Problem No. 2: Solving the technology issues
About $17 billion of the $19 billion allocation for EHR goes to incentive payments. Most of the rest goes for IT research in how to address all the technology issues. Industry analysts warn that roughly $2 billion is far from enough. The stimulus does not really address the Rube Goldberg task of making all the IT infrastructure work together.
Consider the case of Kaiser Permanente, which has rolled out EHR systems in all eight of its regions in the United States. The first region to implement an EHR system was Northwest, which by 1998 reached its goal of no paper records for its 450,000 to 500,000 members. Everything from lab test results, radiology tests, X-rays, and medications dispensed from the pharmacy is stored electronically. "We are ahead of the rest of the health care industry with the exception of the VA [the U.S. Veterans Administration]," Kaiser's Chin says.
But does that mean if you are a member of Kaiser Permanente in any of its eight regions, your records are available to any other region? The answer is a surprising no. Chin says that the Epic Systems EHR application that Kaiser Permanente uses is so complex that Epic will not work with any medical group with less than a hundred physicians due to the cost of implementing the system.
The problem is that the small medical groups that make up about 75 percent of all practices in the United States can't manage an EHR system and its ongoing cost of maintaining an IT department.
The expectation is that such small practices will either band together for EHR cooperatives or use a managed EHR service delivered over the Internet. But such sharing and cloud-based provisioning raises the tricky issue of keeping patient records offsite, which in turn brings up many legal issues due to the strict patient privacy requirements of the 1996 federal HIPAA (Health Insurance Portability and Accountability Act) law.
The good news is health care IT is likely to become a magnet that will surely attract IT professionals in other industries who know how to manage and maintain big enterprise systems, whether used by large hospitals and medical groups, provider collectives, or cloud-based EHR providers.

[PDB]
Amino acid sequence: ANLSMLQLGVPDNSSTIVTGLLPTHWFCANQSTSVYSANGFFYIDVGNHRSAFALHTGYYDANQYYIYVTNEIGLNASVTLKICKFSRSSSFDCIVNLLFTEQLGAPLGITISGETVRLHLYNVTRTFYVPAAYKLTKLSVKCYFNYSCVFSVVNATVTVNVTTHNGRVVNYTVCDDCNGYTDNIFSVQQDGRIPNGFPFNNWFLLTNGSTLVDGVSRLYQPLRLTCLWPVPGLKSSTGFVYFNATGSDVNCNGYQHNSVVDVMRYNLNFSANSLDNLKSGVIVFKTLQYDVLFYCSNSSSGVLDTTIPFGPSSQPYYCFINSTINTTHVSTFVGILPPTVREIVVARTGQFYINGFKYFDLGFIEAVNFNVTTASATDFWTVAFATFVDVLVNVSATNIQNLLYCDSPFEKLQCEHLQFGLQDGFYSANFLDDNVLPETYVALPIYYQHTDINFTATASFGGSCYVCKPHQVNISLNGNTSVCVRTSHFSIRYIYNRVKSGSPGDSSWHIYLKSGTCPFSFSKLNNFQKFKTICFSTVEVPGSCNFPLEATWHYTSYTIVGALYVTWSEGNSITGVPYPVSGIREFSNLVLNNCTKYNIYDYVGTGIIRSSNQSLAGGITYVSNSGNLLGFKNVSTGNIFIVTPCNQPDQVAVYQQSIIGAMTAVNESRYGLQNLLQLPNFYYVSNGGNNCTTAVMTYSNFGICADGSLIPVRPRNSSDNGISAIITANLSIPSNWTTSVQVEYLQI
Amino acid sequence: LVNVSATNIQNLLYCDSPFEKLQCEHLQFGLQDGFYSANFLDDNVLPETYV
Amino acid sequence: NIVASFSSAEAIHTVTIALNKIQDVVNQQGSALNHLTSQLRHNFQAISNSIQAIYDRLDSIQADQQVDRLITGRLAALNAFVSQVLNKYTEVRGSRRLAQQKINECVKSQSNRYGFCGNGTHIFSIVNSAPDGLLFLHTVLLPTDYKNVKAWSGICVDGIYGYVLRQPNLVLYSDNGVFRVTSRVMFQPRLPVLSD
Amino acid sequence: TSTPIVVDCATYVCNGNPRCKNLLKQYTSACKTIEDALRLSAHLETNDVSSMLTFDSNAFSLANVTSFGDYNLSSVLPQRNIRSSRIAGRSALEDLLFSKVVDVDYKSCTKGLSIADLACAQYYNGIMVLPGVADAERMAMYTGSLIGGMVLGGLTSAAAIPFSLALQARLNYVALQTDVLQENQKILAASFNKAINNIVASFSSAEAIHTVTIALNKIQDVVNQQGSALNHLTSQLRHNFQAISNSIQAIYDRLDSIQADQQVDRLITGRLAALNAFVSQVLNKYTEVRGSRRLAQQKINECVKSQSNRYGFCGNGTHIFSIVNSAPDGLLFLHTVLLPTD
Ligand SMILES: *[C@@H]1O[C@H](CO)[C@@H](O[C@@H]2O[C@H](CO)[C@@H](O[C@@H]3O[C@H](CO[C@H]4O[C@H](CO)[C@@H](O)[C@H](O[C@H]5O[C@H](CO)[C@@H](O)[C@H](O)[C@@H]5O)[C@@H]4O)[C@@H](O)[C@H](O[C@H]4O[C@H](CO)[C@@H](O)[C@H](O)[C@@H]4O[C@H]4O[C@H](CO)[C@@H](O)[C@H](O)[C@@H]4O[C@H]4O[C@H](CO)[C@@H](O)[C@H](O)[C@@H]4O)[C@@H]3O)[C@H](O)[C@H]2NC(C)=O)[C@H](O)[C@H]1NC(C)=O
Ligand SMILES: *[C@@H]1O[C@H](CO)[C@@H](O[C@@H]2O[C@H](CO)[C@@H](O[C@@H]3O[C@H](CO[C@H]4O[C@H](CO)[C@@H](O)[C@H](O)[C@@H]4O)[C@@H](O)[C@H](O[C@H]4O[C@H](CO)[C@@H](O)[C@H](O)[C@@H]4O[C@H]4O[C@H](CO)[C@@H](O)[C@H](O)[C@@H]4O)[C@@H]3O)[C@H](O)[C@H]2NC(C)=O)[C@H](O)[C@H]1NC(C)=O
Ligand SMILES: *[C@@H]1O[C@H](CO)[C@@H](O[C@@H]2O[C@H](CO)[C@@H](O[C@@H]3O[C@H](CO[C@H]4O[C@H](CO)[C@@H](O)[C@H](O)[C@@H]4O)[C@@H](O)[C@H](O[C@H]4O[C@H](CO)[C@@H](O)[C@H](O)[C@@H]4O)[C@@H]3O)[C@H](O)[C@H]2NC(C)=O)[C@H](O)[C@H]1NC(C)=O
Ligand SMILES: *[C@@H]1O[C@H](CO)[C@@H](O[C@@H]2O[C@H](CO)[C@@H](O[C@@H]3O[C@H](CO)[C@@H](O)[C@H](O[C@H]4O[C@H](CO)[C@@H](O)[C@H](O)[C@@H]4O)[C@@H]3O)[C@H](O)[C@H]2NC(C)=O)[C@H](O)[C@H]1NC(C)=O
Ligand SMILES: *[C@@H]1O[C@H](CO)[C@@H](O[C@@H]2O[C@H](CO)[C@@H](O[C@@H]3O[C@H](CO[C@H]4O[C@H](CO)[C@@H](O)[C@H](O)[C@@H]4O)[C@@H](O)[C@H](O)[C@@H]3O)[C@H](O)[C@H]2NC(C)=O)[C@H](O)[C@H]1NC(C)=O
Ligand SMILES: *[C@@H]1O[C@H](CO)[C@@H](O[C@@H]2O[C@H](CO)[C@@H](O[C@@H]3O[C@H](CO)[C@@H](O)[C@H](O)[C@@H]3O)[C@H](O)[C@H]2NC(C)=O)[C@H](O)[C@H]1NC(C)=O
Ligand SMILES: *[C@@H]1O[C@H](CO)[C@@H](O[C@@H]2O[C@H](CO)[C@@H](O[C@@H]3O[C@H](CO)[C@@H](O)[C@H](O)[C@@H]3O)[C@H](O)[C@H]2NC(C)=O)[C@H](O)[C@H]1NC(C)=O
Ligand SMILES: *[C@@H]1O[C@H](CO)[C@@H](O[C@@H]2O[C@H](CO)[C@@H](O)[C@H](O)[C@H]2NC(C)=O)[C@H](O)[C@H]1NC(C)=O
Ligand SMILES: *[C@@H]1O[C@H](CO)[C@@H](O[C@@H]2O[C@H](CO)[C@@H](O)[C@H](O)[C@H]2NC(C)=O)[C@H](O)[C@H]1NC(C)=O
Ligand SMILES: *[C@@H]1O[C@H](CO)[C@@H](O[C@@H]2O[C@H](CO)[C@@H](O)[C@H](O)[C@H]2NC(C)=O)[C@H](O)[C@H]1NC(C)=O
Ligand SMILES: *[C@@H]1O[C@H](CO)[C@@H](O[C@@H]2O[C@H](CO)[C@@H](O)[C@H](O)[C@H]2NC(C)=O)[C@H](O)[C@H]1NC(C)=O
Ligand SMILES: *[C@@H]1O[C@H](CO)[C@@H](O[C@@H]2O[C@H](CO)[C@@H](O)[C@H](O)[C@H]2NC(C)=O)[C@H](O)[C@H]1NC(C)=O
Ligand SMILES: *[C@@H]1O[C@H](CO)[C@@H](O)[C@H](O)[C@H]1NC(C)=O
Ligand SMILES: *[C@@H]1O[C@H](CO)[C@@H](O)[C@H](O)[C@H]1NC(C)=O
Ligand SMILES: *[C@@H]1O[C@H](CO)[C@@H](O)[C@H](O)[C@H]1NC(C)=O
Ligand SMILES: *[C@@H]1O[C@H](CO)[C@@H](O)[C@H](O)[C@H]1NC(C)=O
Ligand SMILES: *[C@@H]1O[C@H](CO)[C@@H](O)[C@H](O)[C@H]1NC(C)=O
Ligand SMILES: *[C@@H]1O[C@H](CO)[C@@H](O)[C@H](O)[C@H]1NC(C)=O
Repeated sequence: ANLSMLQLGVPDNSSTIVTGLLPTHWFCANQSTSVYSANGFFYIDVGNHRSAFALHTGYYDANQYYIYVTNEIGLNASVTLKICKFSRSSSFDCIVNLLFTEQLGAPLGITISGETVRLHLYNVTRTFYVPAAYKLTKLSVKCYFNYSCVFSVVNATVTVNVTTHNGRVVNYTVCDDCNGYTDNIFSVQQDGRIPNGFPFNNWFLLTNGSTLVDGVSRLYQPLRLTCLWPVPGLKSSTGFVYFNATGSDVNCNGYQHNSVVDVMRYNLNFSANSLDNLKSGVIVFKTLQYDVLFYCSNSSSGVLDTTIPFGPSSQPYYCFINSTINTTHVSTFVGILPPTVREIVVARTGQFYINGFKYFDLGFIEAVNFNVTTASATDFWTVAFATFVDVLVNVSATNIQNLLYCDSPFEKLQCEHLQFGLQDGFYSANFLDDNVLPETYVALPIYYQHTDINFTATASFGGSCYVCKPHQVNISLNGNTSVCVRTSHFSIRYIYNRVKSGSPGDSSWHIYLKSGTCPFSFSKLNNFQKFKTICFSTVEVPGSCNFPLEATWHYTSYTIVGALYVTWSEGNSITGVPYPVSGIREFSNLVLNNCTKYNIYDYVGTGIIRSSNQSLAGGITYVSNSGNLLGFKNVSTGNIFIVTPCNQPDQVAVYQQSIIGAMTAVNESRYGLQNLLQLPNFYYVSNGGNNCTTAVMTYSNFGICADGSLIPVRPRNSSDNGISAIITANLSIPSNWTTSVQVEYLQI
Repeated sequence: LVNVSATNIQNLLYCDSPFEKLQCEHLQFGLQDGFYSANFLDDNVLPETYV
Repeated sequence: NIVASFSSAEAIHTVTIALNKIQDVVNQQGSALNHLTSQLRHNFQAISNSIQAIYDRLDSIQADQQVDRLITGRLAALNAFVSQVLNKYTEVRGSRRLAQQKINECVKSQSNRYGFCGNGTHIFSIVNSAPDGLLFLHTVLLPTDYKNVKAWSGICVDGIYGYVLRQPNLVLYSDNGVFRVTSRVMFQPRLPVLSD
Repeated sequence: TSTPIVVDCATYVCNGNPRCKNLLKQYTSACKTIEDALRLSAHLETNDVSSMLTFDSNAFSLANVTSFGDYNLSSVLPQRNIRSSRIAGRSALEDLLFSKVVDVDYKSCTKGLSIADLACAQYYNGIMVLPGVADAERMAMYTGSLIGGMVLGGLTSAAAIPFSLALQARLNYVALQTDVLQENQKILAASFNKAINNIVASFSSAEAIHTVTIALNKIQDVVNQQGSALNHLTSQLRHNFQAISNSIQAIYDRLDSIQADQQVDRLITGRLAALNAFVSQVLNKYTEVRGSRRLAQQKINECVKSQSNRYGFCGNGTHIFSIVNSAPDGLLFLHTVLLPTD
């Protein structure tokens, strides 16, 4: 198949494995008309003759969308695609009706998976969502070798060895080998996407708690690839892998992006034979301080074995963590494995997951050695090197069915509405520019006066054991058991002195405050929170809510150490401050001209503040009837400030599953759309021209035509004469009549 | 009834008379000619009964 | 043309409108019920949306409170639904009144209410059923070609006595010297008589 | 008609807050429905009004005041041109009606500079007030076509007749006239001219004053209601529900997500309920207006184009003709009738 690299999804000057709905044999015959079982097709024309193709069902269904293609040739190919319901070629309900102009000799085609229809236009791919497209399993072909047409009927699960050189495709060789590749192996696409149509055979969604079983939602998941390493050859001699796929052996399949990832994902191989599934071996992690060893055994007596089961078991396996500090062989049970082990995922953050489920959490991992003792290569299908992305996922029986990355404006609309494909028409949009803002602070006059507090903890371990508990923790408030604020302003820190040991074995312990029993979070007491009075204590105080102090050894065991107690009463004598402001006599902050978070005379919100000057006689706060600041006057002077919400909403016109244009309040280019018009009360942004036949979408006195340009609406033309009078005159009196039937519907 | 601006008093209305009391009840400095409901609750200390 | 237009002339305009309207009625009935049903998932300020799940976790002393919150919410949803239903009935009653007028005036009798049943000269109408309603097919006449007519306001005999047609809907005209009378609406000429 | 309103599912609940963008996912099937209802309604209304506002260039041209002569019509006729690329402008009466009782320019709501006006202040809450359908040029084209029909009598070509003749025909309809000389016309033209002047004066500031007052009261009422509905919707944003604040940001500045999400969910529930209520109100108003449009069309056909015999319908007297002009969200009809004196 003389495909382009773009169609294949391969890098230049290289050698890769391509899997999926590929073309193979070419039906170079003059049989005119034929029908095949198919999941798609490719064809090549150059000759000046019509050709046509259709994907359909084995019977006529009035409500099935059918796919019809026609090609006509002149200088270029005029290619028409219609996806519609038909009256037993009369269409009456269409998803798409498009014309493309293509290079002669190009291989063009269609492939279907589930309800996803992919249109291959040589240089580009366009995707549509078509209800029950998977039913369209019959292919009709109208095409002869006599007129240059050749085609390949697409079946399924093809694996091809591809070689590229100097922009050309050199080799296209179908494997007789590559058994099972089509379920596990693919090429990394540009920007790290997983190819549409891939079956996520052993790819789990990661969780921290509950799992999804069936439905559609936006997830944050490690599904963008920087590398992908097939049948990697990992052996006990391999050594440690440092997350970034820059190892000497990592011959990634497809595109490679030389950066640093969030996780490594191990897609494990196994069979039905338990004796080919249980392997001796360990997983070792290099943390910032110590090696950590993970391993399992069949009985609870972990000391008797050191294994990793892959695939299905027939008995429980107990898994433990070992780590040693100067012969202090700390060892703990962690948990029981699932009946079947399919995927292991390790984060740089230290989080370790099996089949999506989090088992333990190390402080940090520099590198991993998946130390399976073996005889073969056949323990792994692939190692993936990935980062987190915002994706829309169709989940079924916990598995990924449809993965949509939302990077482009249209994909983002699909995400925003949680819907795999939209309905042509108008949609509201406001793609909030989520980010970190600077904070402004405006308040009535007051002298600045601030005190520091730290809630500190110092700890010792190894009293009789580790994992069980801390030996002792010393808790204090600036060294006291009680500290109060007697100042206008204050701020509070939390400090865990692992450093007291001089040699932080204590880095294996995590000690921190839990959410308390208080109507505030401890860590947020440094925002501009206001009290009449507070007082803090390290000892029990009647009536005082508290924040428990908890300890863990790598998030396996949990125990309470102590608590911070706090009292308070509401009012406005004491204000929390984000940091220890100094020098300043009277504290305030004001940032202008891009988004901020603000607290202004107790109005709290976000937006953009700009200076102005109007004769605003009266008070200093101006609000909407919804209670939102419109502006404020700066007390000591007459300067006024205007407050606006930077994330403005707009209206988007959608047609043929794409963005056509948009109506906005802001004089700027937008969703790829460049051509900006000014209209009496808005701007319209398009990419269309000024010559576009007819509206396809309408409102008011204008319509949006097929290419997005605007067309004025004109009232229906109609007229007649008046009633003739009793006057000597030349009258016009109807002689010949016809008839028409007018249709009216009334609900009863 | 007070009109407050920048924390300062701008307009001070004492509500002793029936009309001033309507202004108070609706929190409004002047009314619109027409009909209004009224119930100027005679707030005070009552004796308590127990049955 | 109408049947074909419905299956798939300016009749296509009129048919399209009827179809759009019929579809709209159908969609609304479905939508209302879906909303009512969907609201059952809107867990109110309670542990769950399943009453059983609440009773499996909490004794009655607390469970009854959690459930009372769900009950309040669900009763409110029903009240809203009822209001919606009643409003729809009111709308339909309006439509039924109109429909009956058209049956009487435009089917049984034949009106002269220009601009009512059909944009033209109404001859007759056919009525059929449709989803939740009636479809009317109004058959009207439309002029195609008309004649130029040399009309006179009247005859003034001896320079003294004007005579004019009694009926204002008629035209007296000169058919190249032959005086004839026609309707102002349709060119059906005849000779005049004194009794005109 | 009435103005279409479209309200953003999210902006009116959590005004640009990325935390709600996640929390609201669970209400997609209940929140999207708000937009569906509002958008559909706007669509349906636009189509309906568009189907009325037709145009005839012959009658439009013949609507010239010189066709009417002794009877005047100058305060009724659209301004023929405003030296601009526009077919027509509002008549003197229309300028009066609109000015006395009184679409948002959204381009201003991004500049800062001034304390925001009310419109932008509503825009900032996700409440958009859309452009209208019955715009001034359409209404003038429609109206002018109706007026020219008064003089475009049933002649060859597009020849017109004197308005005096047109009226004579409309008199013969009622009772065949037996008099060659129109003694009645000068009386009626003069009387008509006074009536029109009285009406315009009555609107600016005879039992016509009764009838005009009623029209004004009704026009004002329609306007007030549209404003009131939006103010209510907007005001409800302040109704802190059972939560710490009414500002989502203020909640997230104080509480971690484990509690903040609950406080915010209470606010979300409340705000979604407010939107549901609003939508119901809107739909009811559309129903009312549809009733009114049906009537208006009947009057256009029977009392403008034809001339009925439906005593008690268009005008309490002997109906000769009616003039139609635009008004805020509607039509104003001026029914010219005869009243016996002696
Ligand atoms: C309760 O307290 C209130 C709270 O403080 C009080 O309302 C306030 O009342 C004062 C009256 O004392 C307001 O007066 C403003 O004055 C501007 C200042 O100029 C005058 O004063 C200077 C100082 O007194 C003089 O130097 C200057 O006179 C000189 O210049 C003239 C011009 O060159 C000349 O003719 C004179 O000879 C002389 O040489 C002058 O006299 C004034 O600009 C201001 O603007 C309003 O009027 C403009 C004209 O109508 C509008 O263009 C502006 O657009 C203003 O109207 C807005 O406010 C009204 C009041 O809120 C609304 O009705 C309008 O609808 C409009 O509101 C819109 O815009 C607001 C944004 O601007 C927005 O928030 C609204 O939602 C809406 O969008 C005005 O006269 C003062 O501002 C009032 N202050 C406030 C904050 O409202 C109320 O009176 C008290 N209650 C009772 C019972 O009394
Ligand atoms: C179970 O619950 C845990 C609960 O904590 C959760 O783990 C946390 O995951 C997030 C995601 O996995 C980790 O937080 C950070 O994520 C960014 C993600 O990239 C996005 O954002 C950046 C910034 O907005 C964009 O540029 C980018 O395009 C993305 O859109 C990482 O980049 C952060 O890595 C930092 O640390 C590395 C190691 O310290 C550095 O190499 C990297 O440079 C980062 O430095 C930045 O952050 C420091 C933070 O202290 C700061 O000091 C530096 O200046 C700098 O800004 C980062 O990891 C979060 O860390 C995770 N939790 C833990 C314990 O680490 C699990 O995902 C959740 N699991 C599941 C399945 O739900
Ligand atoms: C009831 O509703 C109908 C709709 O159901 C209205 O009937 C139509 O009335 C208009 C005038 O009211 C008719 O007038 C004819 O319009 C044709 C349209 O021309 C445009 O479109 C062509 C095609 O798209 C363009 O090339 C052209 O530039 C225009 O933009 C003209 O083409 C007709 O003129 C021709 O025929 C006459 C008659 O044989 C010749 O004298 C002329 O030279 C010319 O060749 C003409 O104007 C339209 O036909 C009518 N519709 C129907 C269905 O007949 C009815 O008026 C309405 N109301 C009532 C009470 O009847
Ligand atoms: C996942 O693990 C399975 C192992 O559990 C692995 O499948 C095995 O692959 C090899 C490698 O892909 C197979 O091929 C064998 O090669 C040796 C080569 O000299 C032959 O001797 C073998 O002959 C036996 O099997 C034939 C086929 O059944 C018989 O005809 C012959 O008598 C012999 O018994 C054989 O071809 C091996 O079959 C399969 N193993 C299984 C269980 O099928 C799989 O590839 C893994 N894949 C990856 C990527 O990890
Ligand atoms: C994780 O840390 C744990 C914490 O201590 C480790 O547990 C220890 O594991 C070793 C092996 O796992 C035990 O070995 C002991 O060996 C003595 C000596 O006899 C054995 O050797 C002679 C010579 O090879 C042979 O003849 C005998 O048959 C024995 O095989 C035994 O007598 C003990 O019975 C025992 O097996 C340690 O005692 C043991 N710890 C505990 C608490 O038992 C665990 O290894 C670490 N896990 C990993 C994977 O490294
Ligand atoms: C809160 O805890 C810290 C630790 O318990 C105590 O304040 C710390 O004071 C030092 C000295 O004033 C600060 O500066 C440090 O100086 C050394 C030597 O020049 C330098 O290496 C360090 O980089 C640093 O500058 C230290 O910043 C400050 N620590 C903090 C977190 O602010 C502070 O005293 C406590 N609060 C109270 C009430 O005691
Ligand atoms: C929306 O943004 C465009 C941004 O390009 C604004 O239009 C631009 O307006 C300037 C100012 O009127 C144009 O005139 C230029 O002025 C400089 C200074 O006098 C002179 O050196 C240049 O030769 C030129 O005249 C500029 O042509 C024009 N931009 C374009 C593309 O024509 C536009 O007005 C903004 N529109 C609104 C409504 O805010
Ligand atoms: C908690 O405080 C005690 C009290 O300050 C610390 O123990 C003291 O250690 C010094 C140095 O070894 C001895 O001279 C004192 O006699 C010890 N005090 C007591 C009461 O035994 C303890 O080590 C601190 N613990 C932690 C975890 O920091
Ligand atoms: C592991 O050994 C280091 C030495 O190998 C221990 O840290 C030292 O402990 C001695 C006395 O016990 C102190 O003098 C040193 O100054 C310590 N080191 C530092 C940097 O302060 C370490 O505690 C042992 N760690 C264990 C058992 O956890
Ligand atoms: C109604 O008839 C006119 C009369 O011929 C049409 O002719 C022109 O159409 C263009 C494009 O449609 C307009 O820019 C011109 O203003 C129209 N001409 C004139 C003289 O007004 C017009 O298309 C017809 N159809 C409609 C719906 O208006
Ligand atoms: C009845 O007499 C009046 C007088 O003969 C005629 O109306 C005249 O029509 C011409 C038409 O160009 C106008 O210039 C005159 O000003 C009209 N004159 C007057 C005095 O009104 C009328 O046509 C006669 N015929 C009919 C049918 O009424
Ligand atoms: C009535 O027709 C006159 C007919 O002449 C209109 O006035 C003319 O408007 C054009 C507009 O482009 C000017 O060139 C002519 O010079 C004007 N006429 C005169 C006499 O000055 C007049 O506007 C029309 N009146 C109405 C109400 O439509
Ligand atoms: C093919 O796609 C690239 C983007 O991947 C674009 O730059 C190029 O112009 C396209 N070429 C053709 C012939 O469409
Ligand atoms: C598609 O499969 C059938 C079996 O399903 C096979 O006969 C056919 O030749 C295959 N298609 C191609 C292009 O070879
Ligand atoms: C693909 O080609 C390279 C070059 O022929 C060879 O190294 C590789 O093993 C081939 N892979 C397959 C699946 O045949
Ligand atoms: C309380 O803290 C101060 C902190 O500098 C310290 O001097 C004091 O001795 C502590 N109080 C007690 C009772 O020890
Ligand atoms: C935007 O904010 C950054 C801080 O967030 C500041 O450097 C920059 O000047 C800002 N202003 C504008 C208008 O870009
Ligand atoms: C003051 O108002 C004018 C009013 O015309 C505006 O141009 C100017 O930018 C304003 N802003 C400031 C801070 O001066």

What exists today is an alphabet soup of governing bodies, protocols, standards, near-standards, suggested best practices, and competitors, all well-intentioned but also contributing to the complexity. That situation requires both simplification at the process and standards level, as well as serious integration work at the IT level.
For example, among the many unresolved IT-related issues are decisions about coordinating how records and prospective readers of those records are authenticated, the adjudication among the different privacy policies across states so that information exchange can occur, and the creation (and management) of a single glossary or dictionary of procedural and diagnostic terminology to be used by all health care providers. Standard communications and networking protocols also have to be agreed on to permit data exchange, as well as a file format or file standard for interoperability.
Sorting out the standards
At one time, the solution to all these issues seemed simple enough. The Veterans Administration pioneered electronic medical records with its Vista system, and many lawmakers thought the best idea was to mandate the adoption of Vista as the single, national system, making it available at no charge to health care organizations along with subsidies to speed its adoption.